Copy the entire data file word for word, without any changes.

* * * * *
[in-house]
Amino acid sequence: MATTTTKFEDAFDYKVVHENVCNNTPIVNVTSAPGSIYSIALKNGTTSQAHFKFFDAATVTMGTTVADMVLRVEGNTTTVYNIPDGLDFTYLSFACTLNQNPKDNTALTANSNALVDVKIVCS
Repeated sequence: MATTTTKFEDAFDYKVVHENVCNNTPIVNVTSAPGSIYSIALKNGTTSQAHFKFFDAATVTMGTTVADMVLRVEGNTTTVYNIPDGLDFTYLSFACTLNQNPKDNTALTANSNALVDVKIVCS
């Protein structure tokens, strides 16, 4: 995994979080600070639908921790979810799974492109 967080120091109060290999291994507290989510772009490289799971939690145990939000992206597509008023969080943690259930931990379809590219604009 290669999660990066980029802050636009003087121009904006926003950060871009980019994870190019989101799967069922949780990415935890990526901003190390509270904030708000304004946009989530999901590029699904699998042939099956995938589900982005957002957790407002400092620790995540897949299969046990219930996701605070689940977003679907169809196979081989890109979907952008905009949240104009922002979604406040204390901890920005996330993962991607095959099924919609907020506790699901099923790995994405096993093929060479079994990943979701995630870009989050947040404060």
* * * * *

[in-house]
Amino acid sequence: MATTTTKFEDAFDYKVVHENVCNNTPIVNVTSAPGSIYSIALKNGTTSQAHFKFFDAATVTMGTTVADMVLRVEGNTTTVYNIPDGLDFTYLSFACTLNQNPKDNTALTANSNALVDVKIVCS
Repeated sequence: MATTTTKFEDAFDYKVVHENVCNNTPIVNVTSAPGSIYSIALKNGTTSQAHFKFFDAATVTMGTTVADMVLRVEGNTTTVYNIPDGLDFTYLSFACTLNQNPKDNTALTANSNALVDVKIVCS
């Protein structure tokens, strides 16, 4: 995994979080600070639908921790979810799974492109 967080120091109060290999291994507290989510772009490289799971939690145990939000992206597509008023969080943690259930931990379809590219604009 290669999660990066980029802050636009003087121009904006926003950060871009980019994870190019989101799967069922949780990415935890990526901003190390509270904030708000304004946009989530999901590029699904699998042939099956995938589900982005957002957790407002400092620790995540897949299969046990219930996701605070689940977003679907169809196979081989890109979907952008905009949240104009922002979604406040204390901890920005996330993962991607095959099924919609907020506790699901099923790995994405096993093929060479079994990943979701995630870009989050947040404060």